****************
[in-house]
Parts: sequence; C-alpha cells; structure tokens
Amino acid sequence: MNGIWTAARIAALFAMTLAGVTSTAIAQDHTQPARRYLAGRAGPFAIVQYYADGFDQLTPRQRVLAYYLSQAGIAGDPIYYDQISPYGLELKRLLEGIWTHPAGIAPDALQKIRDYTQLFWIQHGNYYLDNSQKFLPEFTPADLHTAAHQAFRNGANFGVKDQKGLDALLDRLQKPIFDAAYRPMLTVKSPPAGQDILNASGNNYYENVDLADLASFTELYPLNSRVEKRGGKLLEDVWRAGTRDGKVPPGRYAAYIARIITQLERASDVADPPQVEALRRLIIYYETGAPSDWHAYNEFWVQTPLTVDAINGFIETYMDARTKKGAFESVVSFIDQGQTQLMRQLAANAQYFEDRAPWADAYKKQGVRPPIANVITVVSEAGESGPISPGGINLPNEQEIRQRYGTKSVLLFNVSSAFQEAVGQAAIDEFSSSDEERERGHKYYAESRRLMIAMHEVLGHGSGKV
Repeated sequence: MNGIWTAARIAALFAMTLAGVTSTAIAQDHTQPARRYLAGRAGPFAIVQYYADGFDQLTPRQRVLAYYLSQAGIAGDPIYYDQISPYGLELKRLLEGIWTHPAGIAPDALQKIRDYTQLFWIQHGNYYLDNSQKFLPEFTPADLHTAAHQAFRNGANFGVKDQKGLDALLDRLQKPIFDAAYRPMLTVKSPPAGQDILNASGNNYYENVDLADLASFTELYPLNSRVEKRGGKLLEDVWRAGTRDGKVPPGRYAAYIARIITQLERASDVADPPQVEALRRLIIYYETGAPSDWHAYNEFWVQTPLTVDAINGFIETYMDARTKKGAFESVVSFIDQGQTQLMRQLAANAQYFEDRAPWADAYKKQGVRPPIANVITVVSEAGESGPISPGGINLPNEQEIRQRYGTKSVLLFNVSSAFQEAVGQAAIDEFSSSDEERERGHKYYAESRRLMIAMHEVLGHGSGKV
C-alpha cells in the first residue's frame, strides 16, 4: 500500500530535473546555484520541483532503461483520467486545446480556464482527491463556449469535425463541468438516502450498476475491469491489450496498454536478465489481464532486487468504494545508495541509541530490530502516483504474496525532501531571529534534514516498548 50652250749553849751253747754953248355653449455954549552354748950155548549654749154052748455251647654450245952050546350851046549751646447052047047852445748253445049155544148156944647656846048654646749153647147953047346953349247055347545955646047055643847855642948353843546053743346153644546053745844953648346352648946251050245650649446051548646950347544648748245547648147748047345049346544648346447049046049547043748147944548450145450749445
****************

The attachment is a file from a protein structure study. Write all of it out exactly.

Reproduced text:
[in-house]
Parts: sequence; C-alpha cells; structure tokens
Amino acid sequence: MNGIWTAARIAALFAMTLAGVTSTAIAQDHTQPARRYLAGRAGPFAIVQYYADGFDQLTPRQRVLAYYLSQAGIAGDPIYYDQISPYGLELKRLLEGIWTHPAGIAPDALQKIRDYTQLFWIQHGNYYLDNSQKFLPEFTPADLHTAAHQAFRNGANFGVKDQKGLDALLDRLQKPIFDAAYRPMLTVKSPPAGQDILNASGNNYYENVDLADLASFTELYPLNSRVEKRGGKLLEDVWRAGTRDGKVPPGRYAAYIARIITQLERASDVADPPQVEALRRLIIYYETGAPSDWHAYNEFWVQTPLTVDAINGFIETYMDARTKKGAFESVVSFIDQGQTQLMRQLAANAQYFEDRAPWADAYKKQGVRPPIANVITVVSEAGESGPISPGGINLPNEQEIRQRYGTKSVLLFNVSSAFQEAVGQAAIDEFSSSDEERERGHKYYAESRRLMIAMHEVLGHGSGKV
Repeated sequence: MNGIWTAARIAALFAMTLAGVTSTAIAQDHTQPARRYLAGRAGPFAIVQYYADGFDQLTPRQRVLAYYLSQAGIAGDPIYYDQISPYGLELKRLLEGIWTHPAGIAPDALQKIRDYTQLFWIQHGNYYLDNSQKFLPEFTPADLHTAAHQAFRNGANFGVKDQKGLDALLDRLQKPIFDAAYRPMLTVKSPPAGQDILNASGNNYYENVDLADLASFTELYPLNSRVEKRGGKLLEDVWRAGTRDGKVPPGRYAAYIARIITQLERASDVADPPQVEALRRLIIYYETGAPSDWHAYNEFWVQTPLTVDAINGFIETYMDARTKKGAFESVVSFIDQGQTQLMRQLAANAQYFEDRAPWADAYKKQGVRPPIANVITVVSEAGESGPISPGGINLPNEQEIRQRYGTKSVLLFNVSSAFQEAVGQAAIDEFSSSDEERERGHKYYAESRRLMIAMHEVLGHGSGKV
C-alpha cells in the first residue's frame, strides 16, 4: 500500500530535473546555484520541483532503461483520467486545446480556464482527491463556449469535425463541468438516502450498476475491469491489450496498454536478465489481464532486487468504494545508495541509541530490530502516483504474496525532501531571529534534514516498548 50652250749553849751253747754953248355653449455954549552354748950155548549654749154052748455251647654450245952050546350851046549751646447052047047852445748253445049155544148156944647656846048654646749153647147953047346953349247055347545955646047055643847855642948353843546053743346153644546053745844953648346352648946251050245650649446051548646950347544648748245547648147748047345049346544648346447049046049547043748147944548450145450749445